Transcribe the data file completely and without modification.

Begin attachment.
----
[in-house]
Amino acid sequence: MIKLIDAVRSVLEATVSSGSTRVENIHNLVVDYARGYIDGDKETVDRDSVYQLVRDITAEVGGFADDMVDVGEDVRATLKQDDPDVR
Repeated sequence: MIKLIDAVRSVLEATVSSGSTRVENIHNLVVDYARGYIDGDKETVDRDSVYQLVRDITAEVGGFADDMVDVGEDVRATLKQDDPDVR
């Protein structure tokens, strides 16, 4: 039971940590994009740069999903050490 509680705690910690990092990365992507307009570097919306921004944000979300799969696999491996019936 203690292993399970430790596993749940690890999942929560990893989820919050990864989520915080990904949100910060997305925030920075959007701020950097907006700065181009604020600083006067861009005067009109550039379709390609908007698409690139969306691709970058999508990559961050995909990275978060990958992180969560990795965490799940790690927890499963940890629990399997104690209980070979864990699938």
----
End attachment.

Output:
[in-house]
Amino acid sequence: MIKLIDAVRSVLEATVSSGSTRVENIHNLVVDYARGYIDGDKETVDRDSVYQLVRDITAEVGGFADDMVDVGEDVRATLKQDDPDVR
Repeated sequence: MIKLIDAVRSVLEATVSSGSTRVENIHNLVVDYARGYIDGDKETVDRDSVYQLVRDITAEVGGFADDMVDVGEDVRATLKQDDPDVR
């Protein structure tokens, strides 16, 4: 039971940590994009740069999903050490 509680705690910690990092990365992507307009570097919306921004944000979300799969696999491996019936 203690292993399970430790596993749940690890999942929560990893989820919050990864989520915080990904949100910060997305925030920075959007701020950097907006700065181009604020600083006067861009005067009109550039379709390609908007698409690139969306691709970058999508990559961050995909990275978060990958992180969560990795965490799940790690927890499963940890629990399997104690209980070979864990699938």